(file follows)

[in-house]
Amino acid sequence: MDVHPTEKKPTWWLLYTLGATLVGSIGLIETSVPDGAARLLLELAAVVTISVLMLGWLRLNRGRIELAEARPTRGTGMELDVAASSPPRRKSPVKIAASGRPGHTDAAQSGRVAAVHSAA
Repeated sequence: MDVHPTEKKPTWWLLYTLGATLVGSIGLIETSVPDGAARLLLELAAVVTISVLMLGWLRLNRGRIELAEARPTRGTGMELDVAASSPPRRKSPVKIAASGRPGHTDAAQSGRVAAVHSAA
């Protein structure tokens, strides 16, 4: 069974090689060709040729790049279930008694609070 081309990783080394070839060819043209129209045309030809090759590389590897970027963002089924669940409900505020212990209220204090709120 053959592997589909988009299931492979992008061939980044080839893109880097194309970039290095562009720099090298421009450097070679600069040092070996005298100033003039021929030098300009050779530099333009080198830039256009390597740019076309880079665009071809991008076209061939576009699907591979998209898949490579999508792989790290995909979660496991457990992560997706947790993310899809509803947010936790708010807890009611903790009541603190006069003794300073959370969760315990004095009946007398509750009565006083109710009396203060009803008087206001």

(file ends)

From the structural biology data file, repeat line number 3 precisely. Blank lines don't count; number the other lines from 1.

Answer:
Repeated sequence: MDVHPTEKKPTWWLLYTLGATLVGSIGLIETSVPDGAARLLLELAAVVTISVLMLGWLRLNRGRIELAEARPTRGTGMELDVAASSPPRRKSPVKIAASGRPGHTDAAQSGRVAAVHSAA